T6 Torx Screwdriver

$9.95

Product code: IF145-004

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T6 Torx Screwdriver

$9.95

Product code: IF145-004

Product Overview

There's no substitute for the right tool for the job.

  • Common specialty size used in all sorts of electronics: laptops, cell phones, and tablets.
  • Sturdy precision driver with a solid metal shaft, rubberized plastic handle, and spinning top.
  • Fixed drivers for commonly used screw sizes make a great complement to a 54 Bit Driver Kit for the frequent fixer.
  • Upgrade to pro for an ESD safe professional-grade driver.

Please Note: This driver is a standard T6 and will not work for the 2014 Mac Mini. The correct tool is TR6 Torx Security Screwdriver.

Also available as part of the Pro Tech Screwdriver Set

Product Details

$9.95 Pro / ESD / USA

 
 

Condition:

New

Notes:

Top of the line professional made in USA driver with swivel top ESD safe ergonomic handle.

Lifetime Warranty.

$5.95 iFixit

 

Condition:

New

Notes:

Excellent quality driver, great for everyday use and and the occasional repair. A staff favorite!

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Stories

Jeannie Crowley's Story Photo #843700
Jeannie Crowley's Story Photo #843701
Jeannie Crowley's Story Photo #843697

My Problem

We have 70 2012 MacBook Pros, currently used by three 5th grade classes, that were very slow and up for replacement. Rather than buying new devices, the kids decided to "restart" their devices by replacing the original hard drives with new solid state drives.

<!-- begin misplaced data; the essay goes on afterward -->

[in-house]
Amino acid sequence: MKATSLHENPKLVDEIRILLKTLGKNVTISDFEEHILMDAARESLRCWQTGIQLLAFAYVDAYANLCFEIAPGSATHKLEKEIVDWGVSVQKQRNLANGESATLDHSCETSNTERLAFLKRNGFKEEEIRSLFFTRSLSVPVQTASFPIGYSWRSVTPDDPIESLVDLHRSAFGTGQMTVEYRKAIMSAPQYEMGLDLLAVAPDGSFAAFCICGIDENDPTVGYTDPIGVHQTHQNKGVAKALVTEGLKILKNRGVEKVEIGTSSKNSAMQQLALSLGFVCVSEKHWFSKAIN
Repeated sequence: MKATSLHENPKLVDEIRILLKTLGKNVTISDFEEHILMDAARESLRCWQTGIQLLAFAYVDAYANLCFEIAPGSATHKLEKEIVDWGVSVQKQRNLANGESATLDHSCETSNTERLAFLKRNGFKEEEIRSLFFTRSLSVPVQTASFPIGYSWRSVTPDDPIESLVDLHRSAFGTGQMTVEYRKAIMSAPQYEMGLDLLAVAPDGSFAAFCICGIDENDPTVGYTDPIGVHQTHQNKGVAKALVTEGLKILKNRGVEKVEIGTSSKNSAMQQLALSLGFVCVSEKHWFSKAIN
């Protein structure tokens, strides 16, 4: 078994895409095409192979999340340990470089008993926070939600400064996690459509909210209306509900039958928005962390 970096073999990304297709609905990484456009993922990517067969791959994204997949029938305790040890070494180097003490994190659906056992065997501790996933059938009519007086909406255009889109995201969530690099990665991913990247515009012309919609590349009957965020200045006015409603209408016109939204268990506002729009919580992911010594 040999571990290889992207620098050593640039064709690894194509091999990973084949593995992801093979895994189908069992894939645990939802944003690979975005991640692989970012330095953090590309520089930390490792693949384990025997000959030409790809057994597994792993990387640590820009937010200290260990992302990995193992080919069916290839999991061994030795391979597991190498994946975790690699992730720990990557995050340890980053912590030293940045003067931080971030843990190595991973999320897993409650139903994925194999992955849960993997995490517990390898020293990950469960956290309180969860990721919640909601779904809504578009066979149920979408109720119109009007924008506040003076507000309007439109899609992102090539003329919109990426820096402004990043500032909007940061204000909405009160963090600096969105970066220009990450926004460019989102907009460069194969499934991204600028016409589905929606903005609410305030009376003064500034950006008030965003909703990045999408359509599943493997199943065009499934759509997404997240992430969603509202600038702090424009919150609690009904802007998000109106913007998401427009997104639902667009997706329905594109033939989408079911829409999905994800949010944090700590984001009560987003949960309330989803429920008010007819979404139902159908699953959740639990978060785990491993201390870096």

My Fix

It took a lot of planning (purchasing enough tools, training volunteers, and making sure instructions were accessible for 5th graders), but it went off without a hitch. In 1.5 hours students replaced 36 hard drives, and the remaining hard drives will be replaced during free periods by kids over the next few weeks. The best part of the project is they got to see how much waste they saved by replacing a component of a device rather than the whole device. I absolutely loved hearing kids debrief and talk about the differences between a hard drive and a SSD. They learned about repair, sustainability, and about a technology that not many people their age are familiar with (SSDs).

My Advice

It's a pretty simple repair that is possible even with children. The hardest thing is to keep them from going too fast, but given the success rate I'd say anyone could do this repair.

My Problem

the glass of screen was broken

My Fix

Its go very easy with your help

My Advice

No

My Problem

My Macbook one day wouldn't boot, giving the folder/question mark story. The only way I could get a full boot was by making my internal drive an external. That narrowed the problem to either the HDD cable or the motherboard, I optimistically ordered the cable and started praying.

My Fix

The replacement took less than 5 minutes and afterward my broken computer was once became my trusty Macbook and booted without issue.

My Advice

If my repair has taught me anything: keep digging until you've narrowed it down as much as possible and then start with the cheapest fix.

My Problem

Left fan on a MacBook Pro - was very noisy

My Fix

Perfect /easy - iFixit instructions were fantastic.

My Advice

Check the iFixit list before you just click on the tools they recommend - they should also recommend an anti-static wrist loop. Also use an egg box or daily/weekly pill dispenser to keep all the little screws as you go.

My Problem

Needed to upgrade the SSD drive

My Fix

Great - The iMac runs like it is brand new

My Advice

Pricing and Shipping were hassle-free

My Problem

Left fan runs / stops randomly, and makes big noise!

My Fix

Easy to replace within 10 min.